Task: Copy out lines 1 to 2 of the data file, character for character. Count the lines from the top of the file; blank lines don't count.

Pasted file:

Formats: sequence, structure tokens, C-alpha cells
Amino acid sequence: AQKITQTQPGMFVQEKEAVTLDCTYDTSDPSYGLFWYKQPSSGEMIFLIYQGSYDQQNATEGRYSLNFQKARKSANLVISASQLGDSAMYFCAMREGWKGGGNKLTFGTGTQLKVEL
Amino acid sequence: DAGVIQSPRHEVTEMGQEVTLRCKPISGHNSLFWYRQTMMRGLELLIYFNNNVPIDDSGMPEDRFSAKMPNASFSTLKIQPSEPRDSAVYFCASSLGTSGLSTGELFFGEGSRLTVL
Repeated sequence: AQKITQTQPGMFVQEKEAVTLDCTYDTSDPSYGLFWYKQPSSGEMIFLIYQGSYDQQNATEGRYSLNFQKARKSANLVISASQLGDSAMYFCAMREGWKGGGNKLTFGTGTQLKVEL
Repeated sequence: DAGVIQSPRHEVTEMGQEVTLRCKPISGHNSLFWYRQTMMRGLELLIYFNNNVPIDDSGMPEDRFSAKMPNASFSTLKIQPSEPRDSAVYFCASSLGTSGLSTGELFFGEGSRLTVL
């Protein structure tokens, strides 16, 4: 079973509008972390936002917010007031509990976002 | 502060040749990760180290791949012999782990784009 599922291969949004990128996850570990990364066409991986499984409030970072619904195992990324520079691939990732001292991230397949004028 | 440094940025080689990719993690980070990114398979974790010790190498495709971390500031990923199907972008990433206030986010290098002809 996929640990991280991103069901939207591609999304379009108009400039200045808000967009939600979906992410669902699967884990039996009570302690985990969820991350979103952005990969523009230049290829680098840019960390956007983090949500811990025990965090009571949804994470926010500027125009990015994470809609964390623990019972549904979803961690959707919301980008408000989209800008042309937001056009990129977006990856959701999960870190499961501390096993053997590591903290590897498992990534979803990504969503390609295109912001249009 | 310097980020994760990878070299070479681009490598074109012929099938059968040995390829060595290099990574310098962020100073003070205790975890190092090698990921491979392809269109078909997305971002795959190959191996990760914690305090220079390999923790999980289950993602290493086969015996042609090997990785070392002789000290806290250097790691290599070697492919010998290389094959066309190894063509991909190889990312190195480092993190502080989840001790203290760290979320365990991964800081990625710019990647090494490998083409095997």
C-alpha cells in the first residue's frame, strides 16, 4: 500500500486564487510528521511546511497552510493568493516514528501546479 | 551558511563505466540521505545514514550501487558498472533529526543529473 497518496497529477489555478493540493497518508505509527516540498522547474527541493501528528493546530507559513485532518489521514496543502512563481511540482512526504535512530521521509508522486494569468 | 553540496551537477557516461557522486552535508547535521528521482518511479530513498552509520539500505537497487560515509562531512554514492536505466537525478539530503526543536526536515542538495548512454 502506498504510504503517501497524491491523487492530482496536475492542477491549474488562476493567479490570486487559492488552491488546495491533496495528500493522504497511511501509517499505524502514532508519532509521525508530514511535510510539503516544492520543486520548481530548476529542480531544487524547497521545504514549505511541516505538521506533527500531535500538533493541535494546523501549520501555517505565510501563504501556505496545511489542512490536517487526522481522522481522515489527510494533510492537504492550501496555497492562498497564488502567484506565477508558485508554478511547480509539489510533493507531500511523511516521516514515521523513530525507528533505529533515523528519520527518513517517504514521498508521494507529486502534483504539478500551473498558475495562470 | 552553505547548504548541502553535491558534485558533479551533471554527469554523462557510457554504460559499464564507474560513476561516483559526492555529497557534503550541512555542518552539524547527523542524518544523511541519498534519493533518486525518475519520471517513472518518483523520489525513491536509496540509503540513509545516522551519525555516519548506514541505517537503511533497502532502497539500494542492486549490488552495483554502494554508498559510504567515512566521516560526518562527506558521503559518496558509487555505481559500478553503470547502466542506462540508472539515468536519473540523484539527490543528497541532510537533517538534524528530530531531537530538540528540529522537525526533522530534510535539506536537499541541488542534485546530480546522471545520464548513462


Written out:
Formats: sequence, structure tokens, C-alpha cells
Amino acid sequence: AQKITQTQPGMFVQEKEAVTLDCTYDTSDPSYGLFWYKQPSSGEMIFLIYQGSYDQQNATEGRYSLNFQKARKSANLVISASQLGDSAMYFCAMREGWKGGGNKLTFGTGTQLKVEL